“My cultural background is slightly different, am not that crazy into social media and feel I politically lean differently than many of my peers” were some of my thoughts that raced through my mind before I took the quiz on PewResearch.com. And behold-91 out of 100. I am much more of a millennial than I thought, even though I grew up in a different culture. This made me realize how Millennials are much more connected and much more aware of society worldwide, making them prepared to deal with the challenges that the U.S. and the world faces.
I have edited a few sentences to reflect changes.
Almost no one calls me in my office. 90% of the calls are my wife or a textbooks ales representative (poor souls- they are ever-optimistic.).
So, when the phone rang two weeks ago, I answered it very informally. “Unh, hello?”
“Is this Jordi?” I didn’t have time to realize I should have recognized the voice. “This is Mike Daisey.”
When reading a news article or listening to a news podcast, how do you decide what to believe? Do you take everything at face value? Do you fact-check? The answer differs for each individual. It also differs based on who is reporting the news. But what happens when something written for artistic purposes is reported as news? The answer: the “Retraction” on This American Life of Mike Daisey’s story on Foxconn.
I empathize with Ira Glass’ in his anger toward Mike Daisey. The Mike Daisey mishap is an embarrassment to This American Life. Ira Glass and producer Brian Reed both vouched for the validity of a story that turned out to be false. T.A.L. was arguably justified in retracting the radio show for its journalistic errors. The issue, however, is that Mike Daisey is not necessarily a journalist. Mike Daisey is an actor, or a type of activist. He stated, “My mistake, the mistake that I truly regret is that I had it on your show as journalism and it’s not journalism. It’s theater. I use the tools of theater and memoir to achieve its dramatic arc and of that arc and of that work I am very proud because I think it made you care, Ira, and I think it made you want to delve.” Though he does so retroactively, this quote has great importance. It is less important to me as to whether Mike Daisey thinks his work is journalism or art. What is important to me is the goal of the ‘act’ in Daiseys mind. Daisey goes on to talk about how his fabrications were woven into his narrative of his trip to China because people had lost interest in the Foxconn scandal. This is taking his apology to be truth, which I am hesitant to do. “[…]And he says that made a strong impression on him, seeing the coverage vanish like that, seeing people suddenly not interested in the workers there anymore[…]And he wanted to make a monologue that would make people care. That was his goal.”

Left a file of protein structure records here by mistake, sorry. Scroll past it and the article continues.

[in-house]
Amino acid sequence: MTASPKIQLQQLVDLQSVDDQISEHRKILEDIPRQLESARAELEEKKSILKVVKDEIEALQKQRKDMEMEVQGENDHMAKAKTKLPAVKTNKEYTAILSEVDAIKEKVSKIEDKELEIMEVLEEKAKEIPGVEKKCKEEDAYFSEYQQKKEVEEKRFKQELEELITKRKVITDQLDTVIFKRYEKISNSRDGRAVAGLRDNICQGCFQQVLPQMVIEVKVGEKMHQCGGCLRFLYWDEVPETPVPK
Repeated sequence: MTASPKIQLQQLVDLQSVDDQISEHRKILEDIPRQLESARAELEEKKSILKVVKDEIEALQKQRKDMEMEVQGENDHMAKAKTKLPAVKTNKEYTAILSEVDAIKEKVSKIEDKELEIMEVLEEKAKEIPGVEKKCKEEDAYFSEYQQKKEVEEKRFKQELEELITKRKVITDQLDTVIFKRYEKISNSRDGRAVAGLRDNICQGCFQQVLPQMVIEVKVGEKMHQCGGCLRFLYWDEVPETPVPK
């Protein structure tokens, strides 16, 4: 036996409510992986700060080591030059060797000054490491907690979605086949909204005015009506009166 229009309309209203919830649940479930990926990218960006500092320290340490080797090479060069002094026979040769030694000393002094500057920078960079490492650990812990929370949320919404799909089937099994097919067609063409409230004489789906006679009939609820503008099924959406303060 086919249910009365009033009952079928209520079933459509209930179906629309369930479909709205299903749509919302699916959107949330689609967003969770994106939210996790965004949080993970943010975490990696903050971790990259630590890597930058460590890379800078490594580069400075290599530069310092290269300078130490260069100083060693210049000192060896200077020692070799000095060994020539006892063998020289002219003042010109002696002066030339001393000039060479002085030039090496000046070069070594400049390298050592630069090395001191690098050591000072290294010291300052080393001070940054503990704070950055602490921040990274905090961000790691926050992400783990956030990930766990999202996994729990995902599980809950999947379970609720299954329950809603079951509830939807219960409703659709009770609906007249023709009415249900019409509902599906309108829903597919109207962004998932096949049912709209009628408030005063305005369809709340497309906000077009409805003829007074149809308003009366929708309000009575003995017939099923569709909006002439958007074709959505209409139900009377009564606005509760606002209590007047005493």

I can personally say that I felt somewhat embarrassed as Ira Glass began to break down Mike Daisey’s arguement or monologue that we listened to last week. Last Sunday, I typed out a blog post on this same Apple laptop that I’m using now about how I was startled by the “truths” Daisey appeared to expose about Apple and Foxconn. I wondered aloud what types of hardships the people who produced my keyboard faced while making it. Additionally, I believed Daisey to be sincere, passionate, and trustworthy. I thought he was the real deal, and he was doing a fantastic job of raising awareness to what really happens at Foxconn. Seeing as Daisey’s monologue was the most downloaded podcast in the history of This American Life, I’m sure I’m not alone in this situation.